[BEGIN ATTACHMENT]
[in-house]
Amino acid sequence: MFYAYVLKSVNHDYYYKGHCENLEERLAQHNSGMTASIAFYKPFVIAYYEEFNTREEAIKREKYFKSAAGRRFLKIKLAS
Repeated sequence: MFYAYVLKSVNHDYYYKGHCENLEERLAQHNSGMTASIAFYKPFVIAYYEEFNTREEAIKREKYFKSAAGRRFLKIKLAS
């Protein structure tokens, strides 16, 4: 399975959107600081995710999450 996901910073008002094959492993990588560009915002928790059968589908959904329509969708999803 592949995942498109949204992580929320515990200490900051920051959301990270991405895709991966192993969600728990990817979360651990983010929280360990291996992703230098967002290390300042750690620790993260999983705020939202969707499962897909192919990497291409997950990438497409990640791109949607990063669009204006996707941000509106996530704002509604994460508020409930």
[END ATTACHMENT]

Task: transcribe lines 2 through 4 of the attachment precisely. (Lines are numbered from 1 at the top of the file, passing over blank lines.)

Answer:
Amino acid sequence: MFYAYVLKSVNHDYYYKGHCENLEERLAQHNSGMTASIAFYKPFVIAYYEEFNTREEAIKREKYFKSAAGRRFLKIKLAS
Repeated sequence: MFYAYVLKSVNHDYYYKGHCENLEERLAQHNSGMTASIAFYKPFVIAYYEEFNTREEAIKREKYFKSAAGRRFLKIKLAS
């Protein structure tokens, strides 16, 4: 399975959107600081995710999450 996901910073008002094959492993990588560009915002928790059968589908959904329509969708999803 592949995942498109949204992580929320515990200490900051920051959301990270991405895709991966192993969600728990990817979360651990983010929280360990291996992703230098967002290390300042750690620790993260999983705020939202969707499962897909192919990497291409997950990438497409990640791109949607990063669009204006996707941000509106996530704002509604994460508020409930």